Google “dangerous tap water chemicals” and you’ll see an endless list of sensationalist articles. And fair enough. When left unchecked, toxins and pollutants in drinking water can have devastating impacts on human health.
The good news? Your tap water is carefully treated to keep harmful toxins out of your glass. In fact, the United States and Canada enjoy some of the cleanest and safest drinking water in the world.
But there are still some risks you need to be aware of. Ongoing problems like lead pipes remain a concern in some cities, and new, emerging challenges like PFAS are starting to pop up.
And what you may not realize is that you have a role to play in keeping the water safe.
So what can you do about it?
Here are seven of the most common water toxins and pollutants, how your water provider protects against them, and how you can help keep freshwater fresh.
You’ve heard or read about PFAS. But is it something you should be concerned about? Well, yes—on a few levels. PFAS stands for poly- and perfluoroalkyl substances. And what you might not realize is that they are used to make everyday items in your home water and heat resistant (takeout packaging, nonstick pans, and food containers are just a few examples).
So, why should you be concerned? PFAS are often referred to as “forever chemicals”. Meaning that they cannot naturally break down. That means a growing amount of PFAS are making their way into water sources. Health consequences could include cancer, organ failure, and hormonal changes—but research is ongoing.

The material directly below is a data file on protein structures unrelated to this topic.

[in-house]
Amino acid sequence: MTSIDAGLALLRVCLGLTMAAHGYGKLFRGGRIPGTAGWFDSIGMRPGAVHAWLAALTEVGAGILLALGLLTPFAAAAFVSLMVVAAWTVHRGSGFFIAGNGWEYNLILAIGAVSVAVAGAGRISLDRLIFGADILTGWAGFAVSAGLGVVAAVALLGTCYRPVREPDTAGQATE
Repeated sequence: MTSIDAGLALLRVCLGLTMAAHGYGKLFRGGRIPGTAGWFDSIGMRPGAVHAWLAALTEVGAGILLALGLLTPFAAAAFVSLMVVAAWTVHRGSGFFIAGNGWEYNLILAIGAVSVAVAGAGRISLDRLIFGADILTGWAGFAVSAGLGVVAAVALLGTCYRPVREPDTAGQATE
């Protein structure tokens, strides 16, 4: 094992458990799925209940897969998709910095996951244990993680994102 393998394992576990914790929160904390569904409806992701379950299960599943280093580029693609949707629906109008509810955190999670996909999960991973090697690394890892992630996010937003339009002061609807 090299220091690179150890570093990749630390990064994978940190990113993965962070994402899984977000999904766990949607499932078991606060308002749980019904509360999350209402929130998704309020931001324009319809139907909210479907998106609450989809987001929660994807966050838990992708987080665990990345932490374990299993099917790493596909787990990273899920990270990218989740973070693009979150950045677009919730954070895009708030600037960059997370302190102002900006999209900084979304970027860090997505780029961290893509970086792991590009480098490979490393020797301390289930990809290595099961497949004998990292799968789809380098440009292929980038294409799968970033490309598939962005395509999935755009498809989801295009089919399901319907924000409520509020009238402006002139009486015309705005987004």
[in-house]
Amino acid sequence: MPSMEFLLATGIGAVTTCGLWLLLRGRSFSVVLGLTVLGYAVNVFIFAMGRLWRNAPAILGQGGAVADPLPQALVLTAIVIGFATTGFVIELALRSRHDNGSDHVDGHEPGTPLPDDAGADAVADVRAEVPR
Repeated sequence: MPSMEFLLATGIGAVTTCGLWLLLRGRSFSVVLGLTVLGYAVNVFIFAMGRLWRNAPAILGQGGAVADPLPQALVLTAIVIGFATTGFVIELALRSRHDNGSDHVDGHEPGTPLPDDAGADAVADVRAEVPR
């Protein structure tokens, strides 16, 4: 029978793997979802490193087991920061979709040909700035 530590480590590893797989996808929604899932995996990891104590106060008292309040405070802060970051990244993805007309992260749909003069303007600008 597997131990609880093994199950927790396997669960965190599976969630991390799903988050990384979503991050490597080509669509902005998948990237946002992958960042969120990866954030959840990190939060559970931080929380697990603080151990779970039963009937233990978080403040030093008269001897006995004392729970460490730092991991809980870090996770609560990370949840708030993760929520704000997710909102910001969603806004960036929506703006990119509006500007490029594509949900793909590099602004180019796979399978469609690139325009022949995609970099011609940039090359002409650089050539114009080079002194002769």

Water providers have a variety of techniques to remove PFAS from drinking water. Because this is a relatively new problem for water providers however, these technologies are only starting to be adopted.
If that worries you, there are some actions you can take. Ask your water provider for data on PFAS testing from your area. Avoid Teflon and nonstick pots and pans. Opt for household cleaners that don’t contain PTFE in the ingredients. And if you’re still concerned about PFAS in your home, consider installing a reverse osmosis filtration unit in your home. But be prepared to pay. These units can get expensive.
Lead is extremely toxic and dangerous to human health, even in low quantities. It usually enters fresh water sources via old, corroded lead pipes. Sadly, this is a known problem in some communities—we’ve all heard of the devastating Flint water crisis. Cities at risk of lead contamination are working quickly to identify and eliminate this aging infrastructure, and for good reason: memory loss, lack of concentration, muscle aches, depression, and body aches and pains are just some of the symptoms of lead poisoning.
Unlike removing mercury or microorganisms from fresh water supplies, locating dangerous lead piping is a complicated process. Cities like Toledo, Ohio have introduced smart technologies to pinpoint problematic pipes.This type of technology could help water management providers prevent future lead-based water crises from ever occurring again.
If you’re concerned about lead in your water, check with your local water provider, municipality, or a plumber about the status of your pipes. When in doubt, opt for a filtration unit. Simple absorption or (you guessed it) reverse osmosis units will both do the trick.
This is a bit of a mixed bag. On one hand, excessive chlorine exposure can cause skin and eye irritation. However, chlorine is a “miracle chemical” when it comes to keeping freshwater supplies safe and drinkable. Your tap water contains small levels of chlorine, and that’s critical for filtering out harmful microorganisms.